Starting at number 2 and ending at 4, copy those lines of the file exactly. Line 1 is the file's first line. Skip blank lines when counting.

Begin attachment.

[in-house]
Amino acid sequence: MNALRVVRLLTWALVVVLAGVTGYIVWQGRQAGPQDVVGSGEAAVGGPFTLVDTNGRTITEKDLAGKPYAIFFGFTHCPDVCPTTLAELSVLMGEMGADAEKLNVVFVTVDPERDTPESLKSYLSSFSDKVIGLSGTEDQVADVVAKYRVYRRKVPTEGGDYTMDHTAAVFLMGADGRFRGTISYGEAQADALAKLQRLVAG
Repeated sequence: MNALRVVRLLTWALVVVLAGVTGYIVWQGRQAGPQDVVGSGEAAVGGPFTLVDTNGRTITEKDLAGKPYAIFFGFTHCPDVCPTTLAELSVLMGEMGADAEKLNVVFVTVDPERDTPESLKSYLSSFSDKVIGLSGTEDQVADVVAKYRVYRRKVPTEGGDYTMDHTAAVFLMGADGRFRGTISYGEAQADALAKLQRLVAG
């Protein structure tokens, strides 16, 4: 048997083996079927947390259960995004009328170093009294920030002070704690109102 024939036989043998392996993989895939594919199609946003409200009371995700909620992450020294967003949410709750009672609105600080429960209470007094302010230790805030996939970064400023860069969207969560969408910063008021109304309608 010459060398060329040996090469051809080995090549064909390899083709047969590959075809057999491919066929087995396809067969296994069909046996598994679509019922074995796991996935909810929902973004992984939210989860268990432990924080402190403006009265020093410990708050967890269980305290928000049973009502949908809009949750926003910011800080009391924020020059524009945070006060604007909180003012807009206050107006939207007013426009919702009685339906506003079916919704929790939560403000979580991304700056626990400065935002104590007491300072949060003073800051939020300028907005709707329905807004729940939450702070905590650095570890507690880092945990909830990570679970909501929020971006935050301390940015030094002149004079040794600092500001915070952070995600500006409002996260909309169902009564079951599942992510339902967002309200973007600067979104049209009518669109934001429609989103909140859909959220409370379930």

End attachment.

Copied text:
Amino acid sequence: MNALRVVRLLTWALVVVLAGVTGYIVWQGRQAGPQDVVGSGEAAVGGPFTLVDTNGRTITEKDLAGKPYAIFFGFTHCPDVCPTTLAELSVLMGEMGADAEKLNVVFVTVDPERDTPESLKSYLSSFSDKVIGLSGTEDQVADVVAKYRVYRRKVPTEGGDYTMDHTAAVFLMGADGRFRGTISYGEAQADALAKLQRLVAG
Repeated sequence: MNALRVVRLLTWALVVVLAGVTGYIVWQGRQAGPQDVVGSGEAAVGGPFTLVDTNGRTITEKDLAGKPYAIFFGFTHCPDVCPTTLAELSVLMGEMGADAEKLNVVFVTVDPERDTPESLKSYLSSFSDKVIGLSGTEDQVADVVAKYRVYRRKVPTEGGDYTMDHTAAVFLMGADGRFRGTISYGEAQADALAKLQRLVAG
């Protein structure tokens, strides 16, 4: 048997083996079927947390259960995004009328170093009294920030002070704690109102 024939036989043998392996993989895939594919199609946003409200009371995700909620992450020294967003949410709750009672609105600080429960209470007094302010230790805030996939970064400023860069969207969560969408910063008021109304309608 010459060398060329040996090469051809080995090549064909390899083709047969590959075809057999491919066929087995396809067969296994069909046996598994679509019922074995796991996935909810929902973004992984939210989860268990432990924080402190403006009265020093410990708050967890269980305290928000049973009502949908809009949750926003910011800080009391924020020059524009945070006060604007909180003012807009206050107006939207007013426009919702009685339906506003079916919704929790939560403000979580991304700056626990400065935002104590007491300072949060003073800051939020300028907005709707329905807004729940939450702070905590650095570890507690880092945990909830990570679970909501929020971006935050301390940015030094002149004079040794600092500001915070952070995600500006409002996260909309169902009564079951599942992510339902967002309200973007600067979104049209009518669109934001429609989103909140859909959220409370379930």